Veterans, dignitaries break ground for D.C. World War I Memorial
By Anthony C. Hayes
via the Baltimore Post-Examiner web site
In an act which many Americans feel is long overdue, almost 300 people joined members of the U.S. World War I Centennial Commission yesterday, as it hosted a ceremonial groundbreaking for a World War I Memorial in Washington, D.C. The new memorial will be erected on the southeast side of the White House, on the parcel of land known as Pershing Park.
The event was a flourish of sights and sounds. Participants included a host of U.S. Military Academy Cadets, the Pershing Rifles Group, and the U.S. Army Band’s “Pershing’s Own” Brass Quintet, and over a dozen World War I living-history reenactors.
Attendees included a host of notable military and veteran leaders, as well as Centennial Commission members, notable members of the historical/cultural community, U.S. and city officials, and major donors. Also on hand were military representatives from many of America’s allies during World War I.
“Our duty as citizens of a free country is to remember our Veterans – to honor them every day,” said David Shulkin, U.S. Secretary for Veteran’s Affairs. “Americans benefit from Veterans’ service, so we all have a role in building this monument to memorialize those who served in World War I. We honor them, so Americans serving today know that they, too, will be remembered and cared for in the years after.”
As a backdrop in Pershing Park, the National World War I Museum and Memorial in Kansas City, provided “Fields of Battle, Lands of Peace “, a special traveling exhibit of art photographs taken at the battlefields of France and Belgium, telling the story of America’s doughboys in the war. The “Fields of Battle, Lands of Peace” exhibit will remain for viewing in Pershing Park until December 8th.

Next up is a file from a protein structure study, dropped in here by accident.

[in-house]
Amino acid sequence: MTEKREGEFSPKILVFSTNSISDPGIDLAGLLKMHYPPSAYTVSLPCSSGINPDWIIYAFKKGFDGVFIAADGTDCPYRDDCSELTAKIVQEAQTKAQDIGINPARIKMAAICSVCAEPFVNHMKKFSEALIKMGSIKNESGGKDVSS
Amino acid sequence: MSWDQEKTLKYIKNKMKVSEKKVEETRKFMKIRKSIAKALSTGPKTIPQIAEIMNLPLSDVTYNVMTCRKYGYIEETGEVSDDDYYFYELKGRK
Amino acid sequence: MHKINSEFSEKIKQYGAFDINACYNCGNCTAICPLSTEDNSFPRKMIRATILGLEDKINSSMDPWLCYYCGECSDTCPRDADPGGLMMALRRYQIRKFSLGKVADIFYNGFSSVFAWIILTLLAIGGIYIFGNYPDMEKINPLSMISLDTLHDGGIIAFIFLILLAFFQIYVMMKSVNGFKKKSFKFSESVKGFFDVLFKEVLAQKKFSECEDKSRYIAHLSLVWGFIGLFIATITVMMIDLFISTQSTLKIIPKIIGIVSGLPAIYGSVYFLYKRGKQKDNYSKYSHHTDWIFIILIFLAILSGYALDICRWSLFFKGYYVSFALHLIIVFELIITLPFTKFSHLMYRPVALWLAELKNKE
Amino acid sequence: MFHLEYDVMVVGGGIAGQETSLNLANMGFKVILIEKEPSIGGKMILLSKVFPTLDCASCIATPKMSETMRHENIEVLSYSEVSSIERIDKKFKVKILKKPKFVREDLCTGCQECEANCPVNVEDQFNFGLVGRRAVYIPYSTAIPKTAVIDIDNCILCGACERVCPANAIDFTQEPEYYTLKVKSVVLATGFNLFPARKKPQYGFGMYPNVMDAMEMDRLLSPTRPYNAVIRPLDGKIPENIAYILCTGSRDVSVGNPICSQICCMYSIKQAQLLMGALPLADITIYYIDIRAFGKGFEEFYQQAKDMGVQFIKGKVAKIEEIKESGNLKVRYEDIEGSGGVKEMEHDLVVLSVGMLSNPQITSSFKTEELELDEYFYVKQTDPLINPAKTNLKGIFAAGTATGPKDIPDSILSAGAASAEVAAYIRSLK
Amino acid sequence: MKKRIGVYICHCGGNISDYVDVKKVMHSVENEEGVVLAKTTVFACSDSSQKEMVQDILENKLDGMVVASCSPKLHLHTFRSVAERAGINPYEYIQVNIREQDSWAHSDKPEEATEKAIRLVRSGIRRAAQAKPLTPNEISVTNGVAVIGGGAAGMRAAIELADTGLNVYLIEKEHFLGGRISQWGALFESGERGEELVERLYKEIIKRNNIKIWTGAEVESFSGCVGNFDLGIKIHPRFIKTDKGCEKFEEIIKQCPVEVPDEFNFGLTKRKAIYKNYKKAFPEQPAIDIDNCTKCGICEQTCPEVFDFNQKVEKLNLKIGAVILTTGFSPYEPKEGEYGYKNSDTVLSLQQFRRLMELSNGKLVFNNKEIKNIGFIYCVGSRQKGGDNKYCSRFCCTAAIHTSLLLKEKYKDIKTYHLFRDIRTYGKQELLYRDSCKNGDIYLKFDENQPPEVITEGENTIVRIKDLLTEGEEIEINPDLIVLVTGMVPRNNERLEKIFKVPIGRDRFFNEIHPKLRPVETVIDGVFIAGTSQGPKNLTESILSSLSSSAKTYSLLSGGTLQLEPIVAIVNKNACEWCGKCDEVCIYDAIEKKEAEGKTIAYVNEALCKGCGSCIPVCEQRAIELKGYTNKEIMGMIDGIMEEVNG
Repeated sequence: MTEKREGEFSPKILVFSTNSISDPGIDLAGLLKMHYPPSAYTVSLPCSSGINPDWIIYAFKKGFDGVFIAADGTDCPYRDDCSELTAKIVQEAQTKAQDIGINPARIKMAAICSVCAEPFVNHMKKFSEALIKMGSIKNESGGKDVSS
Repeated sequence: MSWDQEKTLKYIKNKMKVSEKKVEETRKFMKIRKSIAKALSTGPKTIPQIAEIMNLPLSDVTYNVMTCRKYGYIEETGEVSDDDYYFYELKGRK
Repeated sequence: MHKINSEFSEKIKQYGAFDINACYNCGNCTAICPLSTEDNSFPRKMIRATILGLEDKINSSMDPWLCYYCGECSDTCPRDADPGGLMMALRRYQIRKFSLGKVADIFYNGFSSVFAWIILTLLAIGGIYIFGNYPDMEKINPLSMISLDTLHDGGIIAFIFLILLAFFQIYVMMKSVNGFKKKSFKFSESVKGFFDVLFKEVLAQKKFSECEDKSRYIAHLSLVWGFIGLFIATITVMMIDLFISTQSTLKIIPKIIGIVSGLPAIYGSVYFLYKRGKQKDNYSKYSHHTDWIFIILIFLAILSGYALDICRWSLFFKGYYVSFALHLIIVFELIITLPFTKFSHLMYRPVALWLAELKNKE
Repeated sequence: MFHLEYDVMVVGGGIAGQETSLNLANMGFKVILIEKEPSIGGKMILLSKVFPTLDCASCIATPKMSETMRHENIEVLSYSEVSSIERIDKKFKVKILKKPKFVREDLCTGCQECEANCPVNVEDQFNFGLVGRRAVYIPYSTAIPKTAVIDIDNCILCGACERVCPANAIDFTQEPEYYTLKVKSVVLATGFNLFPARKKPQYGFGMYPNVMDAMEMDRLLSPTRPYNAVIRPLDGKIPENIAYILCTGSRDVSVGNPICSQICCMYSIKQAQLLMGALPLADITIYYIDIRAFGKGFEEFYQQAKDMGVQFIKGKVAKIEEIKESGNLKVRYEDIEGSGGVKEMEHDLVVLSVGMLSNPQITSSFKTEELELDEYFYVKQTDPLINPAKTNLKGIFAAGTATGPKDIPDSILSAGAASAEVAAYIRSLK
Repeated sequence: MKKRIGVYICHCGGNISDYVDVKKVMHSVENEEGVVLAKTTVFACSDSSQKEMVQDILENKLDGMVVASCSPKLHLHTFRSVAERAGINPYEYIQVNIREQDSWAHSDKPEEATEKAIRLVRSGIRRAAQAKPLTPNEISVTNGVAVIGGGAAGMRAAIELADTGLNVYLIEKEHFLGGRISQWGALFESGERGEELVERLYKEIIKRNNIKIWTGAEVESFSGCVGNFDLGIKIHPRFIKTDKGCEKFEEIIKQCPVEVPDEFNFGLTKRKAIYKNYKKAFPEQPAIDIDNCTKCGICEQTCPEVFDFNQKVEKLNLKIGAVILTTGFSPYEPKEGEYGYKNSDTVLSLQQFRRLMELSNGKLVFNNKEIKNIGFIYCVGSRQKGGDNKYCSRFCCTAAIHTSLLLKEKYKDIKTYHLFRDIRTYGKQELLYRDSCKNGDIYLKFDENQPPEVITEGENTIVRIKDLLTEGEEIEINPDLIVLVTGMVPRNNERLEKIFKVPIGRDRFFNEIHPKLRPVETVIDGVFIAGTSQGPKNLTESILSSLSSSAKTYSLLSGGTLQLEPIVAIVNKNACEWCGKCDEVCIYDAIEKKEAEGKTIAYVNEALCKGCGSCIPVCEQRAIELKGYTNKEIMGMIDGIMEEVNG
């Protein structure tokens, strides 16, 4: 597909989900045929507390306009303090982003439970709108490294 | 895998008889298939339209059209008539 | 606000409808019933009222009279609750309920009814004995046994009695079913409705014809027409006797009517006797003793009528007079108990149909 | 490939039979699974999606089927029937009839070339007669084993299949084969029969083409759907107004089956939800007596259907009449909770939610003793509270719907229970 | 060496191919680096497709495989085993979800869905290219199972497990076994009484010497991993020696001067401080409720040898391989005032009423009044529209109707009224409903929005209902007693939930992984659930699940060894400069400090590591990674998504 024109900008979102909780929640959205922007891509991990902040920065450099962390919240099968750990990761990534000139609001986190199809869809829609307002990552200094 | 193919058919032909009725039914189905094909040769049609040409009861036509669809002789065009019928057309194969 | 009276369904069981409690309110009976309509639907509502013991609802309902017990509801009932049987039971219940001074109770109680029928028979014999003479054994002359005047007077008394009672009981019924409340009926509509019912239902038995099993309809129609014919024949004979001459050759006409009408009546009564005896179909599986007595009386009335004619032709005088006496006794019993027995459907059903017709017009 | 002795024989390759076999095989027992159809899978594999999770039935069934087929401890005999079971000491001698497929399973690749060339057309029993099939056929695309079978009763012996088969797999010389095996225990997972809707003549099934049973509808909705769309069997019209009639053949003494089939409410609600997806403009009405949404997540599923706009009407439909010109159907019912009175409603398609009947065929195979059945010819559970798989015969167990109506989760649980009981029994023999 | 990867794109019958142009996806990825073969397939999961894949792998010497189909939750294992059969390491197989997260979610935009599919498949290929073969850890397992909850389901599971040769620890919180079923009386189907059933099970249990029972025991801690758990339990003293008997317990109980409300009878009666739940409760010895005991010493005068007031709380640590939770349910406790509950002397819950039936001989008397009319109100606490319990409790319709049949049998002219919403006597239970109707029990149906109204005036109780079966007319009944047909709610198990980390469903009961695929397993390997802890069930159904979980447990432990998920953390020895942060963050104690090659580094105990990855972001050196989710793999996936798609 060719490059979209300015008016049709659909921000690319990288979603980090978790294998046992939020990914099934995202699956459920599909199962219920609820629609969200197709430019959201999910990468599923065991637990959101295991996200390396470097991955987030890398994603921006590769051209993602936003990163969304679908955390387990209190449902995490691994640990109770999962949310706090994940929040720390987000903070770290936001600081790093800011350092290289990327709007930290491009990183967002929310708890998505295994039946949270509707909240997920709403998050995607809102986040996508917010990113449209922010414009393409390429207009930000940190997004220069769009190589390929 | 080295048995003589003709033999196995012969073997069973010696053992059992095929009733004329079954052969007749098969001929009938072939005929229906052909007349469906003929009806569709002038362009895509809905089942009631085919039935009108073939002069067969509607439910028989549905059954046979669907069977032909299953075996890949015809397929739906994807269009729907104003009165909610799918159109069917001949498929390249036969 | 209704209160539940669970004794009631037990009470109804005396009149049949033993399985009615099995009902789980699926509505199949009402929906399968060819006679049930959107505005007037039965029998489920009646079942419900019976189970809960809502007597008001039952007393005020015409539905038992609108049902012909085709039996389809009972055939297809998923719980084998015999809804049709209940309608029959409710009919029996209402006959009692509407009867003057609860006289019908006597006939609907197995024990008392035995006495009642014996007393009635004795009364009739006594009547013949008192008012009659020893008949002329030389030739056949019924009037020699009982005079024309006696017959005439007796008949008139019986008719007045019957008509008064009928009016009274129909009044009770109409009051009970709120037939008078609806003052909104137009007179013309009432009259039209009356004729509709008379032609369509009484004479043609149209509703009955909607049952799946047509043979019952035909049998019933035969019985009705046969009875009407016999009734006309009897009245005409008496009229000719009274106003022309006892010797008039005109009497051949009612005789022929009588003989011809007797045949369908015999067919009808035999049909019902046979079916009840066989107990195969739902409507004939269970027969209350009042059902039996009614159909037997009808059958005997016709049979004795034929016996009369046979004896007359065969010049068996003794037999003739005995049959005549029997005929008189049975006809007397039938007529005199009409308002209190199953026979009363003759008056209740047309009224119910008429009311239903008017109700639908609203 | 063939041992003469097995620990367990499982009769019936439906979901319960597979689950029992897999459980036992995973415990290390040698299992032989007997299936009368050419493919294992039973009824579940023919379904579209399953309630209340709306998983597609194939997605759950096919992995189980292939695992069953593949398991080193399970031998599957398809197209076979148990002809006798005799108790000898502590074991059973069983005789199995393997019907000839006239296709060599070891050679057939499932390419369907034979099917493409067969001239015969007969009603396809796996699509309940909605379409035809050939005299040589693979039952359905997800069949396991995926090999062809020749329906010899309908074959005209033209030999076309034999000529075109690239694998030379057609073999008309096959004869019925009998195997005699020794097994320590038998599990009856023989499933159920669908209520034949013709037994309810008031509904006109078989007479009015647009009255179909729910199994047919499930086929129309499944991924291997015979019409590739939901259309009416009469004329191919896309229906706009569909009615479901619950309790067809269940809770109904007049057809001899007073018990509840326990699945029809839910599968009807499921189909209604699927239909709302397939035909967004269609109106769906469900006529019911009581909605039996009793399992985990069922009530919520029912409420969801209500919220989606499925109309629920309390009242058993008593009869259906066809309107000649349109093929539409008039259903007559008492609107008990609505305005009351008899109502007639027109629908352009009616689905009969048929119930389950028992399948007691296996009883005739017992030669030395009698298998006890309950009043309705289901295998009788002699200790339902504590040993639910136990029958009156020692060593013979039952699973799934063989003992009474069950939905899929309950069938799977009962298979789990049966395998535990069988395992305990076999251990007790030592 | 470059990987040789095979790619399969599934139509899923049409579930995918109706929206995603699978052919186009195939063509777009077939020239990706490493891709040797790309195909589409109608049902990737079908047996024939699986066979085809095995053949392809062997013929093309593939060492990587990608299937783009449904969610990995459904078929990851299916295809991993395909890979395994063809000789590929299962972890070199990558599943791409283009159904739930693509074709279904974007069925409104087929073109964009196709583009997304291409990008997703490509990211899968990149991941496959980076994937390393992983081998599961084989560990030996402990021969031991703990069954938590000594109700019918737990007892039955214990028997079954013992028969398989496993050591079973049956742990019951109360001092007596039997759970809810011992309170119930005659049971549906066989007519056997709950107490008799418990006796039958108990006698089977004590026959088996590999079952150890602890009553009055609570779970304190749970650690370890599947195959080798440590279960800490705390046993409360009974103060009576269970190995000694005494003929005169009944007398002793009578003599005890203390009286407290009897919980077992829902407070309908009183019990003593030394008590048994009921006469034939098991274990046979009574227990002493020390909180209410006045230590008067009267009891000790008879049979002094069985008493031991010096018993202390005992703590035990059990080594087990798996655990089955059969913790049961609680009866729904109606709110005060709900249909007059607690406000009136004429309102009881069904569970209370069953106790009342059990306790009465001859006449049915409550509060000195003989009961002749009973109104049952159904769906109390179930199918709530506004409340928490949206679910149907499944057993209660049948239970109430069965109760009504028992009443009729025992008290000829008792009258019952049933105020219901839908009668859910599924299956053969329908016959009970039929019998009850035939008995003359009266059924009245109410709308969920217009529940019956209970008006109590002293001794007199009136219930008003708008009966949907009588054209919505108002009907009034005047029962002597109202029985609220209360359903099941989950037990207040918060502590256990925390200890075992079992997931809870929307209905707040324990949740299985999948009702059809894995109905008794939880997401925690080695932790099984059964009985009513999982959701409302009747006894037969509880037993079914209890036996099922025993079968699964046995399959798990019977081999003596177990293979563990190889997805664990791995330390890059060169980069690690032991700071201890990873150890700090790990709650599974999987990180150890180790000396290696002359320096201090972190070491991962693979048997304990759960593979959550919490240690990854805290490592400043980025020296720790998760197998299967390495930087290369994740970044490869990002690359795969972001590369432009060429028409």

For the ceremonial groundbreaking, the keynote speakers used presentation-shovels to turn soil transported from the Meuse-Argonne battlefield in France. Meuse-Argonne was the site of the largest military battle in the history of the United States military and involved over one million service-members. Twenty-six thousand Americans were lost in the battle.
The Centennial Commission also used the event to announce that they had received leadership gifts from two of America’s leading veteran service organizations, the American Legion, and the Veterans of Foreign Wars. Each of the organizations made donations in the amount of $300,000, to be used for the creation of the new national-level memorial.
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